“I feel that [it’s a good opportunity] for sure,” said Wieskamp, ​​who shot 46.2 percent his senior year in college and 37.8 percent in 32 G-League games over two seasons. “I feel like I can space the floor. Obviously, we’ve got a lot of playmakers — Scottie and Pascal, guys like that — that can get to the goal and draw double teams. And I can space the floor and knock down the shot . So that’s what I’ve been trying to show and hopefully I can get a chance to do that next season.”

He showed some flashes last season, especially when he came off the bench and hit all three of his threes in his first appearance as a Raptor in what ended up being a loss to Minnesota. After that, playing time was sparse as the Raptors scrapped to make the playoffs and played a tight rotation. But Toronto had chances to release Wieskamp — especially when they considered converting Jeff Dowtin Jr.’s two-way contract but didn’t have a roster spot — but chose to stick with him.

Much will depend on how Wieskamp performs in the Summer League. With the departure of former head coach Nick Nurse and the arrival of Darko Rajakovic and a completely revamped staff, Wieskamp – like everyone else – is starting from scratch.

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Fortunately, he has some experience, which is the plight of the journeyman. He has played for two NBA teams, three different coaching staffs and three different G-League teams since being drafted in 2021.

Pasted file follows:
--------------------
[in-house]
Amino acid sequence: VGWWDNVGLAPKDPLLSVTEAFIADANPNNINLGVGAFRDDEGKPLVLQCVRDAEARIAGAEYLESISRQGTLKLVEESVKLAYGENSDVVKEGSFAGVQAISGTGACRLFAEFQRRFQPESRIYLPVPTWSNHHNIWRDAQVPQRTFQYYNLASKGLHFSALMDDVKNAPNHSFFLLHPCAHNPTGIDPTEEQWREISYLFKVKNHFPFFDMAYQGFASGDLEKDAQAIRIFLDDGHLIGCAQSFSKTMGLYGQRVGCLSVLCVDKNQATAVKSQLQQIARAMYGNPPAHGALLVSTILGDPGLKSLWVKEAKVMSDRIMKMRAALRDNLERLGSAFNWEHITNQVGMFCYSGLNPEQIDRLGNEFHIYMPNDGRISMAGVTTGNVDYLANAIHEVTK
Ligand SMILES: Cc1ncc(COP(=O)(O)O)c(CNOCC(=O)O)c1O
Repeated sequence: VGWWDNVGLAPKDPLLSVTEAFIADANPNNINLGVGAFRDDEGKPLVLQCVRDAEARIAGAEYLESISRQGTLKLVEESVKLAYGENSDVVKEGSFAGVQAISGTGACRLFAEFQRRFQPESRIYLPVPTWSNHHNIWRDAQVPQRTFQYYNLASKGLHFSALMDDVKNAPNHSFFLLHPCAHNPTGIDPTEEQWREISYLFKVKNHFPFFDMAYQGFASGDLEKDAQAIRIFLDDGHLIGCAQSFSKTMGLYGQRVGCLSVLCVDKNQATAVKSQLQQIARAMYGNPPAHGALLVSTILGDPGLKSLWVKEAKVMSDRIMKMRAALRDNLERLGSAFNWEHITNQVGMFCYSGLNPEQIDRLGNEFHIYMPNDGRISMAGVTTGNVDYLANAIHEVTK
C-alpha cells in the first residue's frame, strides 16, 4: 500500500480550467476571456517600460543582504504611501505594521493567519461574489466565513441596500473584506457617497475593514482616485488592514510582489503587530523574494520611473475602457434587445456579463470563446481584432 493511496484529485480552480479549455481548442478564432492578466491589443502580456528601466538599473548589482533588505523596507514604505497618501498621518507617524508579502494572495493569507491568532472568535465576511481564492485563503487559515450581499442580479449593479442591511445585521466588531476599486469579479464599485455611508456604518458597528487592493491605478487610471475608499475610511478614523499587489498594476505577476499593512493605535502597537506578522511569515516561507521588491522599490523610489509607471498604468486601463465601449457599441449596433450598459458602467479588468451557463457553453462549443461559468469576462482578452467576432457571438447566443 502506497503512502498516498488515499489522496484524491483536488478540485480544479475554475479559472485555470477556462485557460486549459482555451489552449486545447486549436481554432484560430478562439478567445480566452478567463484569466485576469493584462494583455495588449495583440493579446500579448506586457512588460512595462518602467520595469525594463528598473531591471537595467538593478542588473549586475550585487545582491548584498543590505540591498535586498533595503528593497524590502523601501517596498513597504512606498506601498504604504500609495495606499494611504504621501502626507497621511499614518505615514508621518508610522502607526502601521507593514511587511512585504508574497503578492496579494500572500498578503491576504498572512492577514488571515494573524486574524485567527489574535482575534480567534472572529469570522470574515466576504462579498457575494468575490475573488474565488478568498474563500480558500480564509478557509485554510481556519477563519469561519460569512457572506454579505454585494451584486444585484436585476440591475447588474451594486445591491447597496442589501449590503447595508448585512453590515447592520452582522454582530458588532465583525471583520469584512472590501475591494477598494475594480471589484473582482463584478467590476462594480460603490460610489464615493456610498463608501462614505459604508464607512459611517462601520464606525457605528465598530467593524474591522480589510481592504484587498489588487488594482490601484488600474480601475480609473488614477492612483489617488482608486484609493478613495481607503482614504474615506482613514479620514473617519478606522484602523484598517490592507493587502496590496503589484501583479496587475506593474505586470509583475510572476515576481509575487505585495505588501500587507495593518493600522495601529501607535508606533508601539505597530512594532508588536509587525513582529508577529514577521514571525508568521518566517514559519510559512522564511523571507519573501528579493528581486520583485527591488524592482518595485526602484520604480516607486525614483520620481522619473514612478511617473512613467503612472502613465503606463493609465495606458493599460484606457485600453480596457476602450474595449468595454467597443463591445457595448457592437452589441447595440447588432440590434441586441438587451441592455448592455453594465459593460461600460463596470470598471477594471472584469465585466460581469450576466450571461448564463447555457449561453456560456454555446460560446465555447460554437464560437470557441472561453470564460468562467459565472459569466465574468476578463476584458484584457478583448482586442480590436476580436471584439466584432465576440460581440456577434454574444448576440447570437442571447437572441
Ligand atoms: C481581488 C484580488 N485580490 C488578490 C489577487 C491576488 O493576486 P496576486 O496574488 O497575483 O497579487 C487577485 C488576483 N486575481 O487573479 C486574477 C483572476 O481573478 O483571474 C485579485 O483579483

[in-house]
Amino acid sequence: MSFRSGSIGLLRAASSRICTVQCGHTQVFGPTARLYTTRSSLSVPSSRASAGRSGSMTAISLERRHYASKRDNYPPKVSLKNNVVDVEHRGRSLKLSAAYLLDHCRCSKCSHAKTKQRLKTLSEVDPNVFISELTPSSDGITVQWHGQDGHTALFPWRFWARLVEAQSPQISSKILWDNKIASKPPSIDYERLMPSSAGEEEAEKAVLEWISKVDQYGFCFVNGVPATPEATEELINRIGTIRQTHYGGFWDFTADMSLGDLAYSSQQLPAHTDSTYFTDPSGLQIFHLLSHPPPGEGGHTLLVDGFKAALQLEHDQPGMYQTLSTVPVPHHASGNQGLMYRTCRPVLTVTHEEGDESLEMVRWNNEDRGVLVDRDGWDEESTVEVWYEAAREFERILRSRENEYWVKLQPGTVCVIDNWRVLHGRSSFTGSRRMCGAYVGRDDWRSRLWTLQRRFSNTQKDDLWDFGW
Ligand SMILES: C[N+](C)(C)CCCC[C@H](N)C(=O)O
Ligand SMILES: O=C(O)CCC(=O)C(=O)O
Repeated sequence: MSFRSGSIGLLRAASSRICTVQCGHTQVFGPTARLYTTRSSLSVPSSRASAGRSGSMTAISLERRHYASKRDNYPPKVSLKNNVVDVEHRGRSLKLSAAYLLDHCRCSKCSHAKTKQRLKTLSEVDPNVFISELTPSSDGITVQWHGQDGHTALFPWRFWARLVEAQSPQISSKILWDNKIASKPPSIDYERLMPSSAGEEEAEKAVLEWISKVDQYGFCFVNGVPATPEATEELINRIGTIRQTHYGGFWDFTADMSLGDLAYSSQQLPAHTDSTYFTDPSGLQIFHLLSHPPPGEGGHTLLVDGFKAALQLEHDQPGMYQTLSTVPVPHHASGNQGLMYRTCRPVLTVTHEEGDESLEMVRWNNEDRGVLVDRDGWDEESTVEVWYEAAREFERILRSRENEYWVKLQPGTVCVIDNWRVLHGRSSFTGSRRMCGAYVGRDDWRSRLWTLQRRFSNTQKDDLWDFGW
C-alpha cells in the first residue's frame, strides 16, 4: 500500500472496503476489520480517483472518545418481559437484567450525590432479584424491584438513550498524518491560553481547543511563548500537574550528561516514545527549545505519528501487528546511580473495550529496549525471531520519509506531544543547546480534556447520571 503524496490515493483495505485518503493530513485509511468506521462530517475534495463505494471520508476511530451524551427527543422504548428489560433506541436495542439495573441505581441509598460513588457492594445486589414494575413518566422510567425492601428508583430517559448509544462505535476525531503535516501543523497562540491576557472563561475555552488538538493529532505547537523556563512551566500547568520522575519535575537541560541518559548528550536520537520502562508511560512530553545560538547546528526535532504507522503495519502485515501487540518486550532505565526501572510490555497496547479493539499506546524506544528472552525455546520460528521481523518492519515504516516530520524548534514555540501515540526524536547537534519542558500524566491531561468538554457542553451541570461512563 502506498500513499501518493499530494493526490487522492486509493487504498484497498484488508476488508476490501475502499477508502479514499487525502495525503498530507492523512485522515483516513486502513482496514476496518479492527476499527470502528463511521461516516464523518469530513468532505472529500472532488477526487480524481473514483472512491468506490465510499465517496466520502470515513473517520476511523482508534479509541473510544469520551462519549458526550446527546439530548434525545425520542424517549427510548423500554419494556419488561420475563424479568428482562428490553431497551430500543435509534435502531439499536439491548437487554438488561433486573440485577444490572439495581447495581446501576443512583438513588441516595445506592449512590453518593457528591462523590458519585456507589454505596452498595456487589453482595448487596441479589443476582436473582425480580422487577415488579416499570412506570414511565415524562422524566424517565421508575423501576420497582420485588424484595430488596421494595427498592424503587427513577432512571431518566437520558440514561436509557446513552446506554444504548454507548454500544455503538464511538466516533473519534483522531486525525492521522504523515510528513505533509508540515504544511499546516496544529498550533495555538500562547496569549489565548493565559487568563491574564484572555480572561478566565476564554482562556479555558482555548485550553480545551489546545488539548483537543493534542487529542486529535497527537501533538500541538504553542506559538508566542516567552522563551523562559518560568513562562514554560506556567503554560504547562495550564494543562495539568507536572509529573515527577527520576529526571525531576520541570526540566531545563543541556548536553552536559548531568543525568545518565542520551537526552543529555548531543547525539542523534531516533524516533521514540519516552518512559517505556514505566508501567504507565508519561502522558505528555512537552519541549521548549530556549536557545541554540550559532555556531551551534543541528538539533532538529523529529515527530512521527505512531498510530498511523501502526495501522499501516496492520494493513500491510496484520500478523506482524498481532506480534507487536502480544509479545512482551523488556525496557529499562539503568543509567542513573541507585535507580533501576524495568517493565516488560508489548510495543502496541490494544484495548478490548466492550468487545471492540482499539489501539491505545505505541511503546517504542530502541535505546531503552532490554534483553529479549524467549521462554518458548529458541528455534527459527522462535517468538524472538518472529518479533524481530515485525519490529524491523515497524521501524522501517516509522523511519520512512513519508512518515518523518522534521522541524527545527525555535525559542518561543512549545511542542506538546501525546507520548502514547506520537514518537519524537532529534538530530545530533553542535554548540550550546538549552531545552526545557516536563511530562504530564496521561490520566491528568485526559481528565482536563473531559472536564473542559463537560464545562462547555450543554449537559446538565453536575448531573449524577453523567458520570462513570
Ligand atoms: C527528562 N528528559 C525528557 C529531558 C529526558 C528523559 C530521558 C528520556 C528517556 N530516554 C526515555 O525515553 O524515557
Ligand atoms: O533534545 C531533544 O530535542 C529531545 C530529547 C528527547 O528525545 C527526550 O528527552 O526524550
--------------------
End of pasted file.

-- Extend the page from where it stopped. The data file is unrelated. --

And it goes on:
“It’s a blessing and a curse just to be on multiple different teams,” he said. “You must [adapt] … like coming to the Raptors in the middle of the season. I had to pick up their new play and all quickly. So it’s really nothing new to me, just trying to learn quickly. Just be a sponge, listen to what they say, just try to remember it and don’t make the same mistake if you do it once.”

The only mistake he tries not to make is to make the whole process bigger than it is. Yes, he’s playing for a job and a nearly $2 million salary, but focusing on that doesn’t help.

“You kind of learn that it’s a cutthroat business and you have to perform, but I feel like it’s too overwhelming if you think big and like, ‘Oh, I have to wait until my guaranteed day,’ or ‘I have to wait until first game of the season [to relax]’. But my mentality is trying to take it one day at a time and – like Coach always said – just win the day. If you can become a better player the next day, it will add up to more down the road. So I feel like if you just keep that short-term mindset where you’re just focused on each day, I don’t think I’m going to allow you to get too overwhelmed.”

It hasn’t been easy.

“All my life I’ve been a planner,” he said. “Like I love having my days planned out. But now I’ve just come to realize that you have to expect the unexpected and just be ready for anything, so I’ve definitely adapted that way.”

The hope is that the experience will pay off and Wieskamp will be one of the lucky ones to leave Vegas a winner, after all in this case baby really needs a new pair of shoes.